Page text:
That day, Clive and I ran down the aisle. I think he was excited, too, even though, cool as he is, he never would’ve admitted it. Since the house lights were up, we could see that already around twenty kids were clustered in the seats closest to the stage. Most of them I’d known since my family moved to town almost five years ago. Plattsfield, New York, is not very big.
“I don’t see a teacher,” Clive said. “Maybe Mrs. Winklebottom couldn’t find anybody. I heard no one wants to do it. They’ve all got too many kids and extra jobs.”
Squeals and high fives—“Hey!” “Hey!” “Hello!” I mean, all of us had seen each other, like, half an hour before, but we did the long-lost friend thing anyway. Drama geeks, right?
And with or without a director, we were excited to be getting started.
I guess because of Mrs. Winklebottom—Mrs. Winklebottom and her money—the Plattsfield-Winklebottom Memorial Sixth-Grade Play is a big deal. I’m going to bet everyone in the auditorium that day went to it with their families every year. Clive’s big sister, Gillian, had acted in it when we were in third grade. Lila Moseley’s and Eddie Muir’s moms had been in it when they were kids. Maybe other kids’ parents had too.
Not my parents, though. My family’s not from here, and I wasn’t born here. Around Plattsfield, that makes me strange, an outsider.
Meanwhile, everybody at rehearsal was talking about who the new director would be.
“Mrs. Winklebottom is going to direct us herself. I have it on good authority,” said Emma Jessel.
“What does that even mean—good authority?” asked Sarah Monti.
Emma rolled her eyes the way she does. “Well, if you don’t know, far be it from me to tell you.” Emma was standing right next to me. Her loud voice rang in my ear, and I took a step away.
“She means she heard it somewhere,” Clive told Sarah. Clive, even if he called me a snark, is actually one of the nicer people in sixth grade.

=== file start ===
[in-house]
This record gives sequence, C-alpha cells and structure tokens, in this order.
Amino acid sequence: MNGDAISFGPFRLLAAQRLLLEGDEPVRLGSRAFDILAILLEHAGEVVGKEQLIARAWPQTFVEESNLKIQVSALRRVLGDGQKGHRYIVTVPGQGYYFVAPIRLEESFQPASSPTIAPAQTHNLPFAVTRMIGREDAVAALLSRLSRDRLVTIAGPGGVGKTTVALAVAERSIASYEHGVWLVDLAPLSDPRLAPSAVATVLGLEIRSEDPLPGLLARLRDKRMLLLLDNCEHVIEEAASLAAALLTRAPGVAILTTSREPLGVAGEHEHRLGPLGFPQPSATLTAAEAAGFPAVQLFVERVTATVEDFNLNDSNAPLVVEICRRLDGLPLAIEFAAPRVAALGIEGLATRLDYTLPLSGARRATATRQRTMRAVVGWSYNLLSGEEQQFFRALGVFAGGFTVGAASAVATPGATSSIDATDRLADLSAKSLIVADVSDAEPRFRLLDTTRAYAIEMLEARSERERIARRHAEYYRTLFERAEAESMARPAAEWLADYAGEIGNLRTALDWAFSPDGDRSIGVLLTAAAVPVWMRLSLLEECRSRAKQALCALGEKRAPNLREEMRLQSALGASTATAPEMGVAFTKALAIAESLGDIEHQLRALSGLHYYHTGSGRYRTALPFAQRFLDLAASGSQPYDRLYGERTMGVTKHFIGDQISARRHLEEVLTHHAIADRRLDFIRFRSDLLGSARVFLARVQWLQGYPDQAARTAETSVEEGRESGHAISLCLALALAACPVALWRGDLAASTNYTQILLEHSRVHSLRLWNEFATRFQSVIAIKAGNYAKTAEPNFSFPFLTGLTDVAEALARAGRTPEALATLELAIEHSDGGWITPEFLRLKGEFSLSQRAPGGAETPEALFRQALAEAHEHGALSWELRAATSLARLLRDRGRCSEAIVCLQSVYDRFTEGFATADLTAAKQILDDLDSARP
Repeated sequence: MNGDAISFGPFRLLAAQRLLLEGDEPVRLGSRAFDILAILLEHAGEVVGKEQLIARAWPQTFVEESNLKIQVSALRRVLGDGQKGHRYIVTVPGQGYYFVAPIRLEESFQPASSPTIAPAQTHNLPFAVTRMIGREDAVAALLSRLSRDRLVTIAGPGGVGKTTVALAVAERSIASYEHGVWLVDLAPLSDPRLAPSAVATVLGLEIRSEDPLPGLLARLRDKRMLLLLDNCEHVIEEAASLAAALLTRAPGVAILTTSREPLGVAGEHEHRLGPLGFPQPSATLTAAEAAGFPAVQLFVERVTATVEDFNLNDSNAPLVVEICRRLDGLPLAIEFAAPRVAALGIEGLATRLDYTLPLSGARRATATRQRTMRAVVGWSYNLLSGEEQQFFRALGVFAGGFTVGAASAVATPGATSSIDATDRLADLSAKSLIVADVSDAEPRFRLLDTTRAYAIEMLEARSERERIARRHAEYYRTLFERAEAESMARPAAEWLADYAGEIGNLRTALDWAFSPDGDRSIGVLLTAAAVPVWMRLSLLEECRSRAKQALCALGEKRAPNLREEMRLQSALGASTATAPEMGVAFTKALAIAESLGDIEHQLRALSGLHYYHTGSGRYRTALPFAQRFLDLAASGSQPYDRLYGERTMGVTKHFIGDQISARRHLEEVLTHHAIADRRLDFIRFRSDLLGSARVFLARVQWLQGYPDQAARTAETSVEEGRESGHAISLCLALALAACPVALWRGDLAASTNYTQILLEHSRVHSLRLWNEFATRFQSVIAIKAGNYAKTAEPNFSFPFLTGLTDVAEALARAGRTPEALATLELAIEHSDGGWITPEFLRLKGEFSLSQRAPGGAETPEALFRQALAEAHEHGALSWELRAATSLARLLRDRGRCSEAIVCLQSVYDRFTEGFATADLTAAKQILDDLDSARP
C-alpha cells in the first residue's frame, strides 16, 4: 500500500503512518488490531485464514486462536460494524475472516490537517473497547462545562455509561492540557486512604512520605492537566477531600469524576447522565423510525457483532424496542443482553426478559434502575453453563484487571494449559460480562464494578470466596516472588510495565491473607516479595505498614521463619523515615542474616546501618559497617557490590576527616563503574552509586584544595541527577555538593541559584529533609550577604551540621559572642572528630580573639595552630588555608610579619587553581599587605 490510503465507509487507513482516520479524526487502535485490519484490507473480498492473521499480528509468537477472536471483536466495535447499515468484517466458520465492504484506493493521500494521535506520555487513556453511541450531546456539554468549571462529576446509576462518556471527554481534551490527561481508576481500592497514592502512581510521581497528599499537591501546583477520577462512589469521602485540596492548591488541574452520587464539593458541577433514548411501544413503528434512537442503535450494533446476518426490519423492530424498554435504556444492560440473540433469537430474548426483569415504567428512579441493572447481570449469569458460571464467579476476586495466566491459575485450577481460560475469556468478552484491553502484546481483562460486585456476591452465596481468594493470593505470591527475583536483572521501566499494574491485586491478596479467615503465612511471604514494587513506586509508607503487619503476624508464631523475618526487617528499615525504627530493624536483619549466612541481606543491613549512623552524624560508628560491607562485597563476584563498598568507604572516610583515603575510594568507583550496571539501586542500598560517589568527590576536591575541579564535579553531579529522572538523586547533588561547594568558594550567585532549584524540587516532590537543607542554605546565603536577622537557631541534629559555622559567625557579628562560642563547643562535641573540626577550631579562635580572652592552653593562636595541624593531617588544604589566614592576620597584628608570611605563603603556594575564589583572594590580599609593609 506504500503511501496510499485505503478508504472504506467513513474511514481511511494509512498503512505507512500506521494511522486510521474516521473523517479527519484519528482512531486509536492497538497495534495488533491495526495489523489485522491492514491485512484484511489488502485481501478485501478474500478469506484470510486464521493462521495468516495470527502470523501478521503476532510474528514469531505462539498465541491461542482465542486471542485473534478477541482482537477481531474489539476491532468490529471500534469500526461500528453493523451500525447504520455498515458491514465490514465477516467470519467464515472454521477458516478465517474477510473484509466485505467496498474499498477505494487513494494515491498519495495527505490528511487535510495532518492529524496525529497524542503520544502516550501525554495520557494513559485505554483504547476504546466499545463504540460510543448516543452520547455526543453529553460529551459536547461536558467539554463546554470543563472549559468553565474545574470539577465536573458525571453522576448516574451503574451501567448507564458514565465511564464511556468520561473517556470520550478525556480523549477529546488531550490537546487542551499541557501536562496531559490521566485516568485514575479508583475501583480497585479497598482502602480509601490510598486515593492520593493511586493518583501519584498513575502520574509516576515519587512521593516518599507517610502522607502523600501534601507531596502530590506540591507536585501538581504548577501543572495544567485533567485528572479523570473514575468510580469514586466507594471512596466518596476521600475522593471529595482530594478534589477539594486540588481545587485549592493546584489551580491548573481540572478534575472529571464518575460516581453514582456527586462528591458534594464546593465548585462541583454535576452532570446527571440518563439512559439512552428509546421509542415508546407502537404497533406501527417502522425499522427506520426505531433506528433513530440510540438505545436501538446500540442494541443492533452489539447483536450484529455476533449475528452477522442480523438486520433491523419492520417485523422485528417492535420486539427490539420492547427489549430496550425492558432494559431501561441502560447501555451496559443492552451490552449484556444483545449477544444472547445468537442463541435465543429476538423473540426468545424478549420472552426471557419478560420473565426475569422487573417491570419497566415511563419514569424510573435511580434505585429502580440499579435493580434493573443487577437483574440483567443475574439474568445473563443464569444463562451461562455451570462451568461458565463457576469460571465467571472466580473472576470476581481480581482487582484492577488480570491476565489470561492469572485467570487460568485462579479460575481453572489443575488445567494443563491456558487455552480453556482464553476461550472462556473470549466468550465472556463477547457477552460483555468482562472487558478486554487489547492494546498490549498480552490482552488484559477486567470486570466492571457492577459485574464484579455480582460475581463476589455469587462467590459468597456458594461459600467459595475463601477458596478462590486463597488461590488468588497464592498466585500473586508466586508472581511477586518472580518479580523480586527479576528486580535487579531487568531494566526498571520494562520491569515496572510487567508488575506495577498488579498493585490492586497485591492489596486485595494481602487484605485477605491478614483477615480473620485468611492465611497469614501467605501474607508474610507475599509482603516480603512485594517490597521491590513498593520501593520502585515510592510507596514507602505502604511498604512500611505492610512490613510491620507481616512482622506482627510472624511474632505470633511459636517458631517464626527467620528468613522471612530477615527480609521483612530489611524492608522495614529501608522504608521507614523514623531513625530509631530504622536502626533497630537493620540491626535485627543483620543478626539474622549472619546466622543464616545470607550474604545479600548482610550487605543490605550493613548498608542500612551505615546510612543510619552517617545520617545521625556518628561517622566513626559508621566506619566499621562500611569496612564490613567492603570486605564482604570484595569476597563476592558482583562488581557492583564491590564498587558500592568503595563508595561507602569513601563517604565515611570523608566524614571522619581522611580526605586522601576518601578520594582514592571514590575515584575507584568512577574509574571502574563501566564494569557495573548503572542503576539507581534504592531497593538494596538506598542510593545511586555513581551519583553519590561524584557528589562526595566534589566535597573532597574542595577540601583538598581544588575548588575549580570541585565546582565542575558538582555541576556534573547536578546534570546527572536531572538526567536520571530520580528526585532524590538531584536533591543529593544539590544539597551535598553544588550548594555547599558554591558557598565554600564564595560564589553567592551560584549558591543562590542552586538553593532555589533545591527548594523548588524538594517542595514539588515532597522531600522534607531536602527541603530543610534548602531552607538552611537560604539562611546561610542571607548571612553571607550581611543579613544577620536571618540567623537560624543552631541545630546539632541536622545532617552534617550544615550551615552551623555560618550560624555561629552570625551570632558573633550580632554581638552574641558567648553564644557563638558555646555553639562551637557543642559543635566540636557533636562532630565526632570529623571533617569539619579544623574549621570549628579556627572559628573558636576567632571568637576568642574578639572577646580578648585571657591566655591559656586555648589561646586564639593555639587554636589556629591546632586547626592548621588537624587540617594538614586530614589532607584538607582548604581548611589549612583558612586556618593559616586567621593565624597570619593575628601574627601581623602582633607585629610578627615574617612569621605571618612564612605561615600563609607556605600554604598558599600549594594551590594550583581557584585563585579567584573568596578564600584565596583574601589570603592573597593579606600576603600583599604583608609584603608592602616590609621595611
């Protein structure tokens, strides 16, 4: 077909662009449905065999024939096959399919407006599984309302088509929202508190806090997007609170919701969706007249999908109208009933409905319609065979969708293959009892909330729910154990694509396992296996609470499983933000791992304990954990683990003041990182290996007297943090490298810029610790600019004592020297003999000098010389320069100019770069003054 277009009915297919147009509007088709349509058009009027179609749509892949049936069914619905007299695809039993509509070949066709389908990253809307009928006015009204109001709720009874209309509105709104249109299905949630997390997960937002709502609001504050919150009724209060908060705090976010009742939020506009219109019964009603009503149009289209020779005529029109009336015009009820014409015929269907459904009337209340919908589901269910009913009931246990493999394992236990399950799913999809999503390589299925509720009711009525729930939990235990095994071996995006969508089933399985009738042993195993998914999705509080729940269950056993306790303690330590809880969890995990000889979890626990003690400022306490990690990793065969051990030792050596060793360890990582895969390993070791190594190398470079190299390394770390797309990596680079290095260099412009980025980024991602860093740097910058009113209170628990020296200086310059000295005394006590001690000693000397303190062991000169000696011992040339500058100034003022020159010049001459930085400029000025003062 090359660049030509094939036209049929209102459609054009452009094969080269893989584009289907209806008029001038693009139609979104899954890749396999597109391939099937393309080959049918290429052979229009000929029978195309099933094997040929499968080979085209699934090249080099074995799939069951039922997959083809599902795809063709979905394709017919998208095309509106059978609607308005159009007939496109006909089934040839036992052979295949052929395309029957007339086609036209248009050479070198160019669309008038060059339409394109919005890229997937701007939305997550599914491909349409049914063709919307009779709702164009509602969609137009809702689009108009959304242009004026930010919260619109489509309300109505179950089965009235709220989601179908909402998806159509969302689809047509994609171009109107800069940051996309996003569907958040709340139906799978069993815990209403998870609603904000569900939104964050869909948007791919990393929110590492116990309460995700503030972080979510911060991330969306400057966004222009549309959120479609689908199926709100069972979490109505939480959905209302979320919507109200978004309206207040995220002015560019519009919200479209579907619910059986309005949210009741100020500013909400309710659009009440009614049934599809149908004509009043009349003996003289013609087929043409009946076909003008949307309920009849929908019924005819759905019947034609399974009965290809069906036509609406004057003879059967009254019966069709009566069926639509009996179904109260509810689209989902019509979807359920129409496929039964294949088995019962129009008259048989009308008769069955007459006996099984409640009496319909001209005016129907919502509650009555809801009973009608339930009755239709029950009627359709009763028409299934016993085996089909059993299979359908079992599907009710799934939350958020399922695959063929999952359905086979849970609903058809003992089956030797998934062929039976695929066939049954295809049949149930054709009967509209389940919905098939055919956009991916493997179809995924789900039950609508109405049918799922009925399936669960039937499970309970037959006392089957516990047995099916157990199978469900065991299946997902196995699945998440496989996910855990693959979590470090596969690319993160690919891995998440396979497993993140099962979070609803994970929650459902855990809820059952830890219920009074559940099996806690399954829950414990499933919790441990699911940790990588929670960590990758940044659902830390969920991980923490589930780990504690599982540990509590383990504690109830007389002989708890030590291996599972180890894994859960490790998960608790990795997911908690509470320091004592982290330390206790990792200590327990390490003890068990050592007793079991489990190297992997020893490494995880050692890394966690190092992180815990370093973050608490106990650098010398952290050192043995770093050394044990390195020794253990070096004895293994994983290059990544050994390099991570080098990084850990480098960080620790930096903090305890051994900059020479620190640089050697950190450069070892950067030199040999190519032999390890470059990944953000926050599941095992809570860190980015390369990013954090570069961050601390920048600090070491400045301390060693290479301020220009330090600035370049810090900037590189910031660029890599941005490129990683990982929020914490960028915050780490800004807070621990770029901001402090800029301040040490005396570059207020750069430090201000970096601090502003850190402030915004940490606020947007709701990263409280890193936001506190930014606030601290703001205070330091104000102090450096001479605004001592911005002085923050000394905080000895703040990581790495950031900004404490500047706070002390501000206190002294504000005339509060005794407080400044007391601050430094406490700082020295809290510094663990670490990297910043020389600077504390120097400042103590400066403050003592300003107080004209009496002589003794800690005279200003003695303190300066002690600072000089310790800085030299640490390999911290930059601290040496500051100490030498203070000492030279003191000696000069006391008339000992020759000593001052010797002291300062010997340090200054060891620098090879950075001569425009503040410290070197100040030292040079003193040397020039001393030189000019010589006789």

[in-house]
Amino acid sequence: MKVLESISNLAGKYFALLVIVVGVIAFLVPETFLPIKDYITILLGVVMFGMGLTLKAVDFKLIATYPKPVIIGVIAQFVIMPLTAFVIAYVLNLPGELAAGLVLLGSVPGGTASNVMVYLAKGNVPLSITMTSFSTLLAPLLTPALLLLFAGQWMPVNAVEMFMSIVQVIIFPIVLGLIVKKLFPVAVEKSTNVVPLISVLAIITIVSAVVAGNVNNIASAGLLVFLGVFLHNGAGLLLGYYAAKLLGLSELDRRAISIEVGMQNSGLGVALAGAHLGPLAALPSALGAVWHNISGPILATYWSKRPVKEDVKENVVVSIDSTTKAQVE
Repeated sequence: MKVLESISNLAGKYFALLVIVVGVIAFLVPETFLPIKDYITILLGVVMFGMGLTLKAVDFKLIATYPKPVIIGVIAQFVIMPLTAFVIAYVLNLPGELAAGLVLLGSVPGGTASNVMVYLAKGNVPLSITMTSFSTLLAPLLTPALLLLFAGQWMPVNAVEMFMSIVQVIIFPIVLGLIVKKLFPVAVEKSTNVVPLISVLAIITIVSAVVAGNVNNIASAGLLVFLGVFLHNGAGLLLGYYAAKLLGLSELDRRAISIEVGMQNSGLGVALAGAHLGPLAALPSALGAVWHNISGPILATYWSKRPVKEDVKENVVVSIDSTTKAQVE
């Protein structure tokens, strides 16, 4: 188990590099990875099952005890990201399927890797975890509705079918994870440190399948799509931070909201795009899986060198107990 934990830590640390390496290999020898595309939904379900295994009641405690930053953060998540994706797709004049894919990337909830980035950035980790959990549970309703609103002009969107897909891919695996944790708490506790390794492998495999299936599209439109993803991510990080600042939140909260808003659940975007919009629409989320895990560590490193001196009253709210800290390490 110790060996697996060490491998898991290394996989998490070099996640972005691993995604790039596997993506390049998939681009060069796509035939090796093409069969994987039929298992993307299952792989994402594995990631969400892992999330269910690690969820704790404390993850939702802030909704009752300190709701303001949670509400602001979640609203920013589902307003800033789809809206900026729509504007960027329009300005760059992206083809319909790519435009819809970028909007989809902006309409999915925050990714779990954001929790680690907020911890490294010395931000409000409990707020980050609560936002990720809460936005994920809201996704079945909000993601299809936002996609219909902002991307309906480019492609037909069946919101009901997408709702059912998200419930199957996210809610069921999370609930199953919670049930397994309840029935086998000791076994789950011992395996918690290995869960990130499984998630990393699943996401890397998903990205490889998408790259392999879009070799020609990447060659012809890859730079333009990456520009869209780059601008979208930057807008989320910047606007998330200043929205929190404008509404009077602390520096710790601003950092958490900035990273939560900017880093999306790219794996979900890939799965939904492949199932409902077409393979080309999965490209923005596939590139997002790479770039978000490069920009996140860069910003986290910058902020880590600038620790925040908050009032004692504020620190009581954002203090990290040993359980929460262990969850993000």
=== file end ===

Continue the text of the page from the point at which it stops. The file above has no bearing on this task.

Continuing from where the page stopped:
“Well, so what? Because I heard—on authority—that Mr. Irving is going to do it, only he’ll have to bring his new baby, so half the time he’ll be”—Sarah made a face—“changing diapers.”
Brianna Larkin said, “This is going to be a disaster.”
Madeline Howard said, “I love babies.”
Diego Arcati said, “You guys! You guys! I know—”
But whatever he knew, we didn’t find out. From onstage came the hissing of the ropes raising the curtain, and—like a well-trained audience—we went silent. There must’ve been someone in the tech booth because—buzz—the stage lights came up, and there stood Mrs. Winklebottom herself.
“See?” Emma said.
“Shhhh!” everybody told her.
“Greetings, sixth graders!” Mrs. Winklebottom is the kind of person you can’t believe was ever young. You can’t believe she will ever die. She is and always was Mrs. Winklebottom. She wears and always wore either a red, a purple, or a blue dress—red that day—matching jewels in her ears, and heeled, uncomfortable-looking shoes with buckles.
“By now you have all heard the unfortunate news about dear Miss Magnus’s encounter with a taxi,” Mrs. Winklebottom continued. “But, as the Bard said, fear not! I have arranged for someone else to take over directing duties for this year’s production. With your permission, I would like to introduce your new director now.”
Well-trained audience, right? We kids clapped and whistled. From the wings strolled Mr. Nate Newton, the gym teacher, wearing headphones, muttering and looking into the great faraway.
In other words, he was on his phone.
“Coach Fig!” Diego hollered.
“Hello? What was that?” Mrs. Winklebottom squinted.